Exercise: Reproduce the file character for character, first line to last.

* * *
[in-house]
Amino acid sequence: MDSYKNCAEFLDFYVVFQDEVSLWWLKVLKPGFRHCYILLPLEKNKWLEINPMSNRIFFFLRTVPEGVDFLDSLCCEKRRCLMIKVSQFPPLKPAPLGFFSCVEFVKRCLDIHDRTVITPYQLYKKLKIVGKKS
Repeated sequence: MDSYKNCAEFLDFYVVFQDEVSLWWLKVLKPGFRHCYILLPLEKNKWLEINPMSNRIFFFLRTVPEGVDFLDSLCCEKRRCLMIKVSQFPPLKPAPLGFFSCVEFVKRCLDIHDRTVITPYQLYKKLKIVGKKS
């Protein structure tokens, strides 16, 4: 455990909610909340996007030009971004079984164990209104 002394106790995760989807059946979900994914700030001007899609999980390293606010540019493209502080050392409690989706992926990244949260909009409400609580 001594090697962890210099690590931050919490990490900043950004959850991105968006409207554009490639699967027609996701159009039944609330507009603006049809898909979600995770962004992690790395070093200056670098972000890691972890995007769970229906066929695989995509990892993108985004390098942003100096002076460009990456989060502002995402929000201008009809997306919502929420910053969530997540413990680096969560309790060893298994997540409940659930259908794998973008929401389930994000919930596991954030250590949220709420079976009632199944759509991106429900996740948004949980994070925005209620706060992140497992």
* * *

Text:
[in-house]
Amino acid sequence: MDSYKNCAEFLDFYVVFQDEVSLWWLKVLKPGFRHCYILLPLEKNKWLEINPMSNRIFFFLRTVPEGVDFLDSLCCEKRRCLMIKVSQFPPLKPAPLGFFSCVEFVKRCLDIHDRTVITPYQLYKKLKIVGKKS
Repeated sequence: MDSYKNCAEFLDFYVVFQDEVSLWWLKVLKPGFRHCYILLPLEKNKWLEINPMSNRIFFFLRTVPEGVDFLDSLCCEKRRCLMIKVSQFPPLKPAPLGFFSCVEFVKRCLDIHDRTVITPYQLYKKLKIVGKKS
């Protein structure tokens, strides 16, 4: 455990909610909340996007030009971004079984164990209104 002394106790995760989807059946979900994914700030001007899609999980390293606010540019493209502080050392409690989706992926990244949260909009409400609580 001594090697962890210099690590931050919490990490900043950004959850991105968006409207554009490639699967027609996701159009039944609330507009603006049809898909979600995770962004992690790395070093200056670098972000890691972890995007769970229906066929695989995509990892993108985004390098942003100096002076460009990456989060502002995402929000201008009809997306919502929420910053969530997540413990680096969560309790060893298994997540409940659930259908794998973008929401389930994000919930596991954030250590949220709420079976009632199944759509991106429900996740948004949980994070925005209620706060992140497992």